Keep in mind that this set of projections was made over a long period of time, and while I have tried to keep it up to date, there still may be a stray out-of-date stat or piece of information here and there.

So, after much research, the Australian national team can be found under the jump. The usual rules apply:

  • Any player coming off a major injury or who has a history of injuries is unlikely to participate. This is especially true for the pitchers.
  • Players that will be on new teams are less likely to participate, but shouldn’t be completely ignored, with the exception of pitchers.
  • Teams are made up of 28 players, of which 13 of them must be pitchers and two of them catchers.
  • The pitch count rules make relievers extremely important.

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2013 WBC Team USA projections Version 1.1

(EDITED IN ON DEC. 31: As of this writing, the most recent projection for the United States can be found here.)

I previously did a projection of a possible Team USA for the 2013 WBC, but with injuries and other developments occurring, I’m revisiting it to make some small changes. Where there haven’t been major changes, I haven’t really changed what was said in my original projection. Where I have made changes, I will note it with a section marked CHANGES.

A refresher on my selection rules/assumptions:

  • Any player coming off a major injury or who has a history of injuries is unlikely to participate. This is especially true for the pitchers.
  • Players that will be on new teams are less likely to participate, but shouldn’t be completely ignored, with the exception of pitchers.
  • Teams are made up of 28 players, of which 13 of them must be pitchers and two of them catchers.
  • The pitch count rules make relievers extremely important.

So, with this in mind, and after much looking over of statistics and histories (as well as injury reports), here are my latest round of projections (after the jump):

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2013 WBC Projections: Canada (if they qualify)

It’s a little late for Canada Day, but here are some projections for the Canucks. Well, projections for what they’ll be if they qualify, because they have to: they lost both of their games in 2009, falling to Team USA and then being upset by Italy… on home turf. What’s worse, Canada won’t be able to call upon the major leaguers, as their qualifying pool is this September in Germany, when Joey Votto, Brett Lawrie and friends will be busy. Now, admittedly, a team of minor leaguers and semi-pros from Canada should be able to handle the best that Czech Republic, Germany and the UK will send, but you’d have thought that Canada could handle Italy (even with a few Italian-American ringers), and look how that went.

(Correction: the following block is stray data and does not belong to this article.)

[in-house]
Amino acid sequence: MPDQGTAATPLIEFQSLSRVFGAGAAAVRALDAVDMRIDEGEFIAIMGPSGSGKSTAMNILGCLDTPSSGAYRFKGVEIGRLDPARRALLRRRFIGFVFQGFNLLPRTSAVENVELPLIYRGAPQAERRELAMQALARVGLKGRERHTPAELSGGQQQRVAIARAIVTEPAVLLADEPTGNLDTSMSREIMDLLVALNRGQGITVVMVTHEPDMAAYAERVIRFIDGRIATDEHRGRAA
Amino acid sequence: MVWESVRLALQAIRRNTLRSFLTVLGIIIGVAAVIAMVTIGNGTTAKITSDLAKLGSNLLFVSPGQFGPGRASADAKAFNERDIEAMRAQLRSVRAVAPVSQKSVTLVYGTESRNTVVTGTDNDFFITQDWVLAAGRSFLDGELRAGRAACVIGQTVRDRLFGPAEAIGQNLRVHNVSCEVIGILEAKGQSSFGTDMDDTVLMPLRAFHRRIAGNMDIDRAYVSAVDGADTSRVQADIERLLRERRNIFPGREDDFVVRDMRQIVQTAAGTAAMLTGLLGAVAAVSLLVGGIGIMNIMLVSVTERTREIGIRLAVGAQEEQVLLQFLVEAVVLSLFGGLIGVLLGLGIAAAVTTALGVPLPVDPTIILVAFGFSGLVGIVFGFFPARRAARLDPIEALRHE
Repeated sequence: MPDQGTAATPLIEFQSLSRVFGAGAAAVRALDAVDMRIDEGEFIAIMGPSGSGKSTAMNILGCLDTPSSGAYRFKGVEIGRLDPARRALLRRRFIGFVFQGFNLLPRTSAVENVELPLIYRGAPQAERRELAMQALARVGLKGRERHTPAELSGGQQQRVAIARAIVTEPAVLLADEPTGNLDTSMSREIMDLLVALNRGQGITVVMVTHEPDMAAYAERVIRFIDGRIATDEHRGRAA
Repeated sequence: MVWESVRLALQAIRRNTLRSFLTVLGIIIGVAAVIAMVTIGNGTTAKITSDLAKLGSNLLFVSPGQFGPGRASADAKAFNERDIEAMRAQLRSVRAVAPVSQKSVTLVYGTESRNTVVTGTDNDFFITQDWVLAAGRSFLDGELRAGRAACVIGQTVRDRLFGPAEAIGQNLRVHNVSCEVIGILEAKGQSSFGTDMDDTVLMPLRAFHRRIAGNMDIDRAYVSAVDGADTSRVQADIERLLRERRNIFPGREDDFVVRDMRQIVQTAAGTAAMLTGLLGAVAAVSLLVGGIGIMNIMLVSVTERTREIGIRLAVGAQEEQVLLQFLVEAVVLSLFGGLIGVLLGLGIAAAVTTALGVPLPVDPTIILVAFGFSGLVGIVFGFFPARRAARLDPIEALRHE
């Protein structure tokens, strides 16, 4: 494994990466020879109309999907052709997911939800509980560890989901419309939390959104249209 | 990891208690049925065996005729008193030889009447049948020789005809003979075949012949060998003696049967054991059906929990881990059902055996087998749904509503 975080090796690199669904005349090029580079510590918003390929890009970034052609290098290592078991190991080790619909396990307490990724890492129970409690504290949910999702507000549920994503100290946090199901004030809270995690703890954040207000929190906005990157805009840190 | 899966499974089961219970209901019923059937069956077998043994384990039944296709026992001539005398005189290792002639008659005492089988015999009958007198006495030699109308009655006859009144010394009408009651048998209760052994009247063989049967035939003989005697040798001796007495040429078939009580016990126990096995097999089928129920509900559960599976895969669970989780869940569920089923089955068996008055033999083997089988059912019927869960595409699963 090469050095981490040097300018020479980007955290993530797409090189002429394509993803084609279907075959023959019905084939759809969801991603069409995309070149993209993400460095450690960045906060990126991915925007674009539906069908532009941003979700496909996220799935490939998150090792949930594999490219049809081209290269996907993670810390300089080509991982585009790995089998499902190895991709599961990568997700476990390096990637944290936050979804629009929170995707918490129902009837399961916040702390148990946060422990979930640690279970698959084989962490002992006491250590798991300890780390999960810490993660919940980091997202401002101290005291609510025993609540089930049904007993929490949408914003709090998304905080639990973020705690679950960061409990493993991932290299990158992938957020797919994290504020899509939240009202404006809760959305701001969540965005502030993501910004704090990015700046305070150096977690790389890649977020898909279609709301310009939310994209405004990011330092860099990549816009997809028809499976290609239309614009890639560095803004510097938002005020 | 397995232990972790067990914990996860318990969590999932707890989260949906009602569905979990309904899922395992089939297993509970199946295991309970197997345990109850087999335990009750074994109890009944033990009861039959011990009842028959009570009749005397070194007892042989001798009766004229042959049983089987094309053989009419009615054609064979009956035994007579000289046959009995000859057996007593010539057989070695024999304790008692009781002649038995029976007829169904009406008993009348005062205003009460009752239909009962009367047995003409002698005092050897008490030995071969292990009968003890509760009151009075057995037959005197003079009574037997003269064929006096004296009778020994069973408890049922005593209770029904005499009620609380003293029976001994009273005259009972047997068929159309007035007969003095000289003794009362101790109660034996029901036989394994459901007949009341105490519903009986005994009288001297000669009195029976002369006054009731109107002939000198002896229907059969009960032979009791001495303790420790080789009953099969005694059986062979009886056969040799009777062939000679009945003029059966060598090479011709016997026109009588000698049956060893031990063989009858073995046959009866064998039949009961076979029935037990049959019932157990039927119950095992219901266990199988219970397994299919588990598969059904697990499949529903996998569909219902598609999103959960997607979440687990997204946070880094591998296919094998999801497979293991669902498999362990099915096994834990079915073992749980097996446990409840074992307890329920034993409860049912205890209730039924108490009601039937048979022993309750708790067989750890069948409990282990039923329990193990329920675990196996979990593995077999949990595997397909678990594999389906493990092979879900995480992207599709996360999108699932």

Still, let’s just assume that Canada qualifies and make the tournament proper, allowing them to get a hold of the rapidly-growing amount of Canadians in MLB. Then they become dangerous, a dark horse that could, conceivably, win the tournament if they got a few breaks here and there. They have lots of guys who can play in lots of places, and

So, as usual, a rundown of the rules, and then the roster after the jump:

  • Any player coming off a major injury or who has a history of injuries is unlikely to participate. This is especially true for the pitchers.
  • Players that will be on new teams are less likely to participate, but shouldn’t be completely ignored, with the exception of pitchers.
  • Teams are made up of 28 players, of which 13 of them must be pitchers and two of them catchers.
  • The pitch count rules make relievers extremely important.

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2012-2013 WBC Projections: Panama

Of all the teams that have failed to win any games over the first two WBCs, the Panamanians probably are the best of the bunch. So it isn’t really a surprise that they will be hosting a qualifying pool in November. That pool is going to be brutal: Panama will be joined by Nicaragua, Colombia and Brazil. All four teams have at least one player active in MLB this season. Thankfully for Panama, their qualifying tournament will be in November and not September, meaning they will be able to call upon some of their major leaguers (as opposed to Canada, which will have to try to qualify without the aid of Joey Votto, Brett Lawrie and friends).

So, anyway, with all of this in mind and after much research, I’ve put together a possible roster for the Panamanians after the jump:

  • Any player coming off a major injury or who has a history of injuries is unlikely to participate. This is especially true for the pitchers.
  • Players that will be on new teams are less likely to participate, but shouldn’t be completely ignored, with the exception of pitchers.
  • Teams are made up of 28 players, of which 13 of them must be pitchers and two of them catchers.
  • The pitch count rules make relievers extremely important.